Daniel Walker Howe

Daniel Walker Howe is a historian and professor emeritus of American history at Oxford University and UCLA. Born on January 10, 1937, he is known for his expertise on the early nineteenth-century United States. His most notable work, 'What Hath God Wrought: The Transformation of America, 1815–1848,' won the Pulitzer Prize for History in 2008. Howe's research interests include the history of political and religious thought, as well as the history of technology and communication.


This list of books are ONLY the books that have been ranked on the lists that are aggregated on this site. This is not a comprehensive list of all books by this author.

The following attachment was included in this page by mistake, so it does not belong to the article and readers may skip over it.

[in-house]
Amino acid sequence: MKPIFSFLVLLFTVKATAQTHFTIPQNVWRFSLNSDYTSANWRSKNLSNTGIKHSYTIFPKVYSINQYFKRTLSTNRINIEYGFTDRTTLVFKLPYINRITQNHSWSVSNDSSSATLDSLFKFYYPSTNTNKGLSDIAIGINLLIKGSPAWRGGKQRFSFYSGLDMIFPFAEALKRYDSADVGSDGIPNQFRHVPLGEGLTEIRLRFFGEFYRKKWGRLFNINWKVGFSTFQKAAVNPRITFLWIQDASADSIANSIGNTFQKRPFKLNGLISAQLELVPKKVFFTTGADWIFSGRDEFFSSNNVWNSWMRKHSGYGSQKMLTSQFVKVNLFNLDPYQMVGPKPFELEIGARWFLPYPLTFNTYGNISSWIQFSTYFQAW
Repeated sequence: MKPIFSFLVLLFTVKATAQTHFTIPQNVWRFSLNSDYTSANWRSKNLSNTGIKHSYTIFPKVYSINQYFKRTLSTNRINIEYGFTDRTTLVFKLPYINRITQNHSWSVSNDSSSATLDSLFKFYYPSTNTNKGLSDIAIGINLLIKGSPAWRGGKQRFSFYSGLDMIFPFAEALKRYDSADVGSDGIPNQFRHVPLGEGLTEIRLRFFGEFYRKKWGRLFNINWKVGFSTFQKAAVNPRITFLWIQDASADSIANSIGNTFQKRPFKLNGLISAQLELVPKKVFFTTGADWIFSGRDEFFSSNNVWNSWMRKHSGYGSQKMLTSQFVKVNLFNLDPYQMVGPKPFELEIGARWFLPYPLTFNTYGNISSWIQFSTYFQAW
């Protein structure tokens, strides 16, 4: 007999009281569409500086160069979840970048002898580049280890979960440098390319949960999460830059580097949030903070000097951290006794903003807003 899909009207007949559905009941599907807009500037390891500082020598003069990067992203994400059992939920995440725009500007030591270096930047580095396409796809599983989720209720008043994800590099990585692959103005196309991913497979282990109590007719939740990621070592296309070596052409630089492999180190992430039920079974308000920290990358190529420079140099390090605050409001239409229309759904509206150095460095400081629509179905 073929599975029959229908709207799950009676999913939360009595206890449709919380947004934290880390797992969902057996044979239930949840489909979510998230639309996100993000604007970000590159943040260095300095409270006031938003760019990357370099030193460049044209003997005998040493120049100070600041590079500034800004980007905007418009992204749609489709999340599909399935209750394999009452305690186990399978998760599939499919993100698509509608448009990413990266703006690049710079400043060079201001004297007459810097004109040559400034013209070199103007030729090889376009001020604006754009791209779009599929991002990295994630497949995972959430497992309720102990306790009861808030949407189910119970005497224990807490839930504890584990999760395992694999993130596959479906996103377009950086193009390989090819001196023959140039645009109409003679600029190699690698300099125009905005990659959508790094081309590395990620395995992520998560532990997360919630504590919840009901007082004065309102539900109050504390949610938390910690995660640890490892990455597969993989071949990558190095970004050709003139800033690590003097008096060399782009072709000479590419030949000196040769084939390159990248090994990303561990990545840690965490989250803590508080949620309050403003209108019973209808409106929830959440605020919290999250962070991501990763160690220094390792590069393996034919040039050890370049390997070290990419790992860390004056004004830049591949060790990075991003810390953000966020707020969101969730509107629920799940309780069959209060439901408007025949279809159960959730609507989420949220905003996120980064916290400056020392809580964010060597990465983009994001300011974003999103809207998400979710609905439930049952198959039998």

1. 1. What Hath God Wrought

    This book provides a comprehensive historical account of the United States from 1815 to 1848, a transformative period marked by the significant political, economic, and technological changes that shaped the country's future. The author explores key events such as the War of 1812, the rise of industrialization, the expansion of democracy, and the Mexican-American War. The narrative also delves into the role of religion, the evolution of communications with the invention of the telegraph, and the emergence of a distinct American identity.